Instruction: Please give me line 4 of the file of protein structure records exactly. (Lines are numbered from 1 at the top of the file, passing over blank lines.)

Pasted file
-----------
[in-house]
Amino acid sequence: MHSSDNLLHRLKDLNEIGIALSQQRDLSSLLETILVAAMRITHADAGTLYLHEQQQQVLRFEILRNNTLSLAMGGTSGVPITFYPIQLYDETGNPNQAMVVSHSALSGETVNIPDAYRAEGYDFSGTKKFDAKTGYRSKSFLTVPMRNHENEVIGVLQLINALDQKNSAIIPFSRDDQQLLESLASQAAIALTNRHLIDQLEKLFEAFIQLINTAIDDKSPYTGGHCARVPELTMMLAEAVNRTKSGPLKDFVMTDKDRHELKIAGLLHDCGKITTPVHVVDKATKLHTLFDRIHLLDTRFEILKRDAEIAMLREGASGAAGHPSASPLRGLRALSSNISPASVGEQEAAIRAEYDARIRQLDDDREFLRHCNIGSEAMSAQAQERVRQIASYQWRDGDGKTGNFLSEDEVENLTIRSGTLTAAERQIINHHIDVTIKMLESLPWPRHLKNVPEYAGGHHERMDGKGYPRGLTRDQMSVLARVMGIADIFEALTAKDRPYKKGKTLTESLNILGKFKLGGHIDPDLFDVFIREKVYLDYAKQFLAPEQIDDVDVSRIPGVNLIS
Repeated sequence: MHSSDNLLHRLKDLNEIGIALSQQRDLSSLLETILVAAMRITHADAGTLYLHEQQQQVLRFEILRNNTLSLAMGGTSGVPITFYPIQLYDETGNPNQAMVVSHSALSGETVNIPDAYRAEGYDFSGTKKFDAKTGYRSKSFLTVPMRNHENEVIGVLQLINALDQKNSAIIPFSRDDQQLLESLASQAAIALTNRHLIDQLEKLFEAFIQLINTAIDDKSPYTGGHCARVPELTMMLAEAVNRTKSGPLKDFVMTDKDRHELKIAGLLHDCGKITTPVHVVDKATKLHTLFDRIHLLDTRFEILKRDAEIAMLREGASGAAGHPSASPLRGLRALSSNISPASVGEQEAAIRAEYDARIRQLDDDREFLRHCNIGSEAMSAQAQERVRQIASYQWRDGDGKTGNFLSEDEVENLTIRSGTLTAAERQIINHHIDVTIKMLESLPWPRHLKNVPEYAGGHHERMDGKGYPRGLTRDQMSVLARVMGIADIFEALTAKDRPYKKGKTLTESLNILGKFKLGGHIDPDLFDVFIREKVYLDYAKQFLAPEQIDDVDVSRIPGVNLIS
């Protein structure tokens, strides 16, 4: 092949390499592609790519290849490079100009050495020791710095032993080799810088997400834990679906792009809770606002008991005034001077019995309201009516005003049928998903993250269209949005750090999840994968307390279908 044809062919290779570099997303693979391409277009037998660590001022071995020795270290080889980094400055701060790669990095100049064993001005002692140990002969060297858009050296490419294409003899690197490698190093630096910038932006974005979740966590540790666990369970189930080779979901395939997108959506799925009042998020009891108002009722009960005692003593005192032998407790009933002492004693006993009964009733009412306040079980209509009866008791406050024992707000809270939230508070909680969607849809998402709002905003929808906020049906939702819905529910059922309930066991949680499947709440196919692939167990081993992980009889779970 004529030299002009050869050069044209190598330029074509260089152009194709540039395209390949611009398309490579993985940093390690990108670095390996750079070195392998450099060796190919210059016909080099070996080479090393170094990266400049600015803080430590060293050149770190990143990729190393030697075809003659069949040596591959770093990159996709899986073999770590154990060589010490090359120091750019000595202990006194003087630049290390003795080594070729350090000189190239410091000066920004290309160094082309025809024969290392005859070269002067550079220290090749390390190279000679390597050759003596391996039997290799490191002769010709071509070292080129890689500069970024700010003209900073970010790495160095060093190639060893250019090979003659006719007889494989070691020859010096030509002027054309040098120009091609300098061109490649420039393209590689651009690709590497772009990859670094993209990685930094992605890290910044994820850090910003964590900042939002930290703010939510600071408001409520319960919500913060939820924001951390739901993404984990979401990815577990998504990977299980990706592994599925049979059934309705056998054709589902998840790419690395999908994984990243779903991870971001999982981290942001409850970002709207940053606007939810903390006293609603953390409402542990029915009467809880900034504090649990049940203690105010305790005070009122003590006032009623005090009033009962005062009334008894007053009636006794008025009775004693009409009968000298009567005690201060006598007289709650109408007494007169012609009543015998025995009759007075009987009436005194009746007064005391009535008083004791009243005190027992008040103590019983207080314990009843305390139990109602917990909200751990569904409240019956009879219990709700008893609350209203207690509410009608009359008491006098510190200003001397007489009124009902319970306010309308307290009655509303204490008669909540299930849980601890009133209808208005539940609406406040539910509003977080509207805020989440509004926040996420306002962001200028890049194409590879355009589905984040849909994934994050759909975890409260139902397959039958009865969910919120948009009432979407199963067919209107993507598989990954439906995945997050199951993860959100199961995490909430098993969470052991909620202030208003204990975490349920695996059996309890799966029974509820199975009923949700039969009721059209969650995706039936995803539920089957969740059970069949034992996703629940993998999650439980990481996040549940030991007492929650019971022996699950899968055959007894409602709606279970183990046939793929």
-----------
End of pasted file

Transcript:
């Protein structure tokens, strides 16, 4: 092949390499592609790519290849490079100009050495020791710095032993080799810088997400834990679906792009809770606002008991005034001077019995309201009516005003049928998903993250269209949005750090999840994968307390279908 044809062919290779570099997303693979391409277009037998660590001022071995020795270290080889980094400055701060790669990095100049064993001005002692140990002969060297858009050296490419294409003899690197490698190093630096910038932006974005979740966590540790666990369970189930080779979901395939997108959506799925009042998020009891108002009722009960005692003593005192032998407790009933002492004693006993009964009733009412306040079980209509009866008791406050024992707000809270939230508070909680969607849809998402709002905003929808906020049906939702819905529910059922309930066991949680499947709440196919692939167990081993992980009889779970 004529030299002009050869050069044209190598330029074509260089152009194709540039395209390949611009398309490579993985940093390690990108670095390996750079070195392998450099060796190919210059016909080099070996080479090393170094990266400049600015803080430590060293050149770190990143990729190393030697075809003659069949040596591959770093990159996709899986073999770590154990060589010490090359120091750019000595202990006194003087630049290390003795080594070729350090000189190239410091000066920004290309160094082309025809024969290392005859070269002067550079220290090749390390190279000679390597050759003596391996039997290799490191002769010709071509070292080129890689500069970024700010003209900073970010790495160095060093190639060893250019090979003659006719007889494989070691020859010096030509002027054309040098120009091609300098061109490649420039393209590689651009690709590497772009990859670094993209990685930094992605890290910044994820850090910003964590900042939002930290703010939510600071408001409520319960919500913060939820924001951390739901993404984990979401990815577990998504990977299980990706592994599925049979059934309705056998054709589902998840790419690395999908994984990243779903991870971001999982981290942001409850970002709207940053606007939810903390006293609603953390409402542990029915009467809880900034504090649990049940203690105010305790005070009122003590006032009623005090009033009962005062009334008894007053009636006794008025009775004693009409009968000298009567005690201060006598007289709650109408007494007169012609009543015998025995009759007075009987009436005194009746007064005391009535008083004791009243005190027992008040103590019983207080314990009843305390139990109602917990909200751990569904409240019956009879219990709700008893609350209203207690509410009608009359008491006098510190200003001397007489009124009902319970306010309308307290009655509303204490008669909540299930849980601890009133209808208005539940609406406040539910509003977080509207805020989440509004926040996420306002962001200028890049194409590879355009589905984040849909994934994050759909975890409260139902397959039958009865969910919120948009009432979407199963067919209107993507598989990954439906995945997050199951993860959100199961995490909430098993969470052991909620202030208003204990975490349920695996059996309890799966029974509820199975009923949700039969009721059209969650995706039936995803539920089957969740059970069949034992996703629940993998999650439980990481996040549940030991007492929650019971022996699950899968055959007894409602709606279970183990046939793929």